Charles Seymour, Autobiographical Notes, December/January 1907-1908.
Seymour Family Papers. Manuscripts & Archives, Yale University.
© Yale University Library, 2009
Before becoming President of Yale University, Charles Seymour (1885-1963) would lead a life of service to both country and Yale. After growing up in New Haven and attending Yale ('08, Ph.D '11), Seymour became a distinguished scholar and professor of European History. In his brief professional career in diplomacy, Seymour learned the limits of applying scholarship to the politics of his time. This experience would shape his approach towards higher education.
Seymour was a reflective individual from an early age, keeping meticulous notes on his daily life, personal thoughts, academic career, and travels. Many of his personal traits and beliefs that surfaced during his professional career with the Department of State and at Yale can be seen early on. His early autobiographical notes from his final year of study at Yale - a page of which is displayed here- discuss his reluctance to follow the advice of others, possibly a characteristic later reflected is his contempt for so called "experts" in universities and the public sphere. He also discusses his numerous educational trips abroad and how "they opened his eyes", allowing him to understand the beauty of a liberal education and the importance of a strong community at a university.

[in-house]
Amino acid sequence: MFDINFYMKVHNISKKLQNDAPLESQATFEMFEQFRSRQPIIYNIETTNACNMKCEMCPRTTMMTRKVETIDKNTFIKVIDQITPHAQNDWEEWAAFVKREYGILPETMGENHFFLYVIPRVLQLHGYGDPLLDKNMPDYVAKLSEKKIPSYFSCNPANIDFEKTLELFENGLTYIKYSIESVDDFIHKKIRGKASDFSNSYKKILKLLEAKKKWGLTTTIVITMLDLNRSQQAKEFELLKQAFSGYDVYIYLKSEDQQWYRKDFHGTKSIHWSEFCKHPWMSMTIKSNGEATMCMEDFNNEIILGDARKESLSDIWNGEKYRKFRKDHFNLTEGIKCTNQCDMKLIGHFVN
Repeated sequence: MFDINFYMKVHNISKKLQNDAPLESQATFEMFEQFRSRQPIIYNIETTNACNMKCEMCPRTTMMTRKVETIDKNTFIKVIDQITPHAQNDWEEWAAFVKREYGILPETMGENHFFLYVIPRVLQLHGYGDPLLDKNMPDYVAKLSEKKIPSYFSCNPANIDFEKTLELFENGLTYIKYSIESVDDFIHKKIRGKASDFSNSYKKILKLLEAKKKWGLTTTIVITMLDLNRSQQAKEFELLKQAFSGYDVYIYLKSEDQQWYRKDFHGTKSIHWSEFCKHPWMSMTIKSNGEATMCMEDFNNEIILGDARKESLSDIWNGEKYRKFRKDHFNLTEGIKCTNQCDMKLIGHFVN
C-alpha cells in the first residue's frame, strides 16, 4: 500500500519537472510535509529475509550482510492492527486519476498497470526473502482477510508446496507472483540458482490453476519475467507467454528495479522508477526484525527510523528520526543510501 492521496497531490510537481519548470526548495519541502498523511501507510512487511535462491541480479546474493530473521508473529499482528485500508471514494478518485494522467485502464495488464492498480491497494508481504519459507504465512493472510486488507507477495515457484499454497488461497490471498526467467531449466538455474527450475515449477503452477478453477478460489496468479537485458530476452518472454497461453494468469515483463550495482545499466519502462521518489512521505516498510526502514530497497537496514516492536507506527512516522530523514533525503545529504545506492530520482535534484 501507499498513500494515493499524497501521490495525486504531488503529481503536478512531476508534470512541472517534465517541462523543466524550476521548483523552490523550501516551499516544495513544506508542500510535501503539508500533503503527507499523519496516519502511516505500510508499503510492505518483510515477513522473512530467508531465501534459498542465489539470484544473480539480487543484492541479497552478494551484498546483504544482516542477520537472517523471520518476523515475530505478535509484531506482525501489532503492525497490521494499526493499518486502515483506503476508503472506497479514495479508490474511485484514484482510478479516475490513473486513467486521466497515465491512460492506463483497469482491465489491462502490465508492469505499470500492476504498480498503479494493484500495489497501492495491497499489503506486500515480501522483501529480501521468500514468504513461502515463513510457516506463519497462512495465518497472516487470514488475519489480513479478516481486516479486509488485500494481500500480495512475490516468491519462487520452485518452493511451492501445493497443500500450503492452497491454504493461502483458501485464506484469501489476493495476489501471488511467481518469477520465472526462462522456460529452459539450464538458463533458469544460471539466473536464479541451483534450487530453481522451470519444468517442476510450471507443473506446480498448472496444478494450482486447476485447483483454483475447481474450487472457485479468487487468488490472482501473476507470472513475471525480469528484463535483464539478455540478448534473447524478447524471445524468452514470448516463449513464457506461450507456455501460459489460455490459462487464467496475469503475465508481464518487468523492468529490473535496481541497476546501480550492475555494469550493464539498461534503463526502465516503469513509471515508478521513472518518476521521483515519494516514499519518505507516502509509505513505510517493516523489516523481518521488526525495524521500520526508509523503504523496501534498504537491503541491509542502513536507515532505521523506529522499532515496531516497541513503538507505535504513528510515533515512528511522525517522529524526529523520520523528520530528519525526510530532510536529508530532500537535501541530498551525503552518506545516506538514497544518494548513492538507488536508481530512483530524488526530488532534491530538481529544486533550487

In his autobiographical notes on his earliest childhood memories, Seymour recalls growing up in New Haven and going to the Yale chapel every Sunday. He said it served as a social gathering, "creating an espirit de corps", that brought students together outside of the classroom and their studies. This idea of a close-knit community would help shape his philosophy towards a university's structure and purpose later in life.